Teachers support students with learning disabilities


Aarthika Krishnan

See the National Center for Learning Disabilities for more information.

Aarthika Krishnan, Managing Editor

For those with learning disabilities, the virtual environment can pose academic challenges. Some students have difficulty processing visual or auditory information or remembering material presented in certain ways. Due to the lack of face-to-face interaction, special education teachers are working to find additional ways to support these students, both in academics and mental health.

“By the time they get to high school, students with learning disabilities have often experienced a lot of failure and many feel like they aren’t smart,” special education teacher Denise Diaz said. “My job is to help students be successful, discover their strengths and find ways to compensate for the difficulties they have.”

This support goes beyond the classroom. Teachers also connect students with their counselors, social workers or school psychologists if they seem to be struggling past an academic level.

“[Offering] one-on-one support and regularly checking in with students are helpful for both the student and the teacher,” special education teacher Bradley Perrow said. “The most important part of my job is helping students see their value. Students need to know that by using their strengths, their experiences and their kindness, they can make a positive difference for themselves and for others.”

Teachers continue to provide differentiated instruction through scaffolding strategies, varied instructional settings and classroom accommodations, such as extended time on assignments. 

I’ve tried to be as flexible as I can with students when they express that they would like my support,” Diaz said. “[Since] students are in all kinds of learning environments, we try to make sure that they have working technology and access to reliable Wi-Fi.”

Additionally, students have access to online resources for learning and effective communication, such as Google Voice Typing or Natural Reader, as well as audio books and other reading materials through websites like AIM-VA.

“Students with learning disabilities typically need additional support accessing the general education curriculum,” Perrow said. “Online resources [are] one way that support is provided.”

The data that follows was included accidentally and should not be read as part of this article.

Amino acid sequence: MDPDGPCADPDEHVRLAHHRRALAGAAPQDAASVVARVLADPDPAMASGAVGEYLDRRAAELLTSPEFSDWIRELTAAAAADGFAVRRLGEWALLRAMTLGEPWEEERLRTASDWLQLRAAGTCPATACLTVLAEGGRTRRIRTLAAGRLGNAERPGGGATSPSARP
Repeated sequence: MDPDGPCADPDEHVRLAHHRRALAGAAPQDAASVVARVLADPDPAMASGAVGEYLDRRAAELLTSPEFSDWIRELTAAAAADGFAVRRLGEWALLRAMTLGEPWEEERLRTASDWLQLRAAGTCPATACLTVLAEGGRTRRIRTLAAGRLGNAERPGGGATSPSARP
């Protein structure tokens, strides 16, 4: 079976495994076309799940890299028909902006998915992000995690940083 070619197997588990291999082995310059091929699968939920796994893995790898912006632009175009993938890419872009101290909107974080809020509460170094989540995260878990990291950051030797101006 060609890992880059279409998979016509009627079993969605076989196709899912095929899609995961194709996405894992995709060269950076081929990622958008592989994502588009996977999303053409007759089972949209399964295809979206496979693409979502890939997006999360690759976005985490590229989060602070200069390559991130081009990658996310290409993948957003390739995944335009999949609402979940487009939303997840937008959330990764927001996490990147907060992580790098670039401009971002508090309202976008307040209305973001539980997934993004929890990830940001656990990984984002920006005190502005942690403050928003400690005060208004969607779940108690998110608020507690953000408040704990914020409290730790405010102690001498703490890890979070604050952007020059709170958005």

Sources: National Center for Learning Disabilities, National Institute of Neurological Disorders and Stroke, Virginia Department of Education

For personal guidance, teachers provide counsel in breakout rooms, opportunities for students to connect after school and individual support during office hours in order to mirror the collaborative setting of in-person learning.

I am giving students a lot of time in class to do their work so that I can be checking in on them while they are working,” Diaz said. “However, it takes a very long time since students seem less likely to ask for one-on-one support in the virtual environment.”

Teachers try to ensure that students feel comfortable enough to actively participate and encourage them to turn on their cameras while being mindful of their personal preferences and technical issues that they might be facing. 

“When a student struggles with an assignment, it is difficult to give them the best support if the teacher cannot talk with them, see them or see their screen,” Perrow said. “Students should feel safe, welcome and free to speak up during class, so that [we can] gain a better understanding of how [they] learn.” 

Last year, 14.97% of FCPS students were enrolled in special education services. Teachers try to ensure that those with learning disabilities are able to keep up with their peers in the path to standard and advanced diplomas.

My students are amazing people with so much to offer, especially in terms of empathy and understanding,” Diaz said. “Learning disabilities have nothing to do with intelligence. We often judge students in a very narrow band of performance, which is academics, when there are so many other areas of life that are just as important, if not more so.”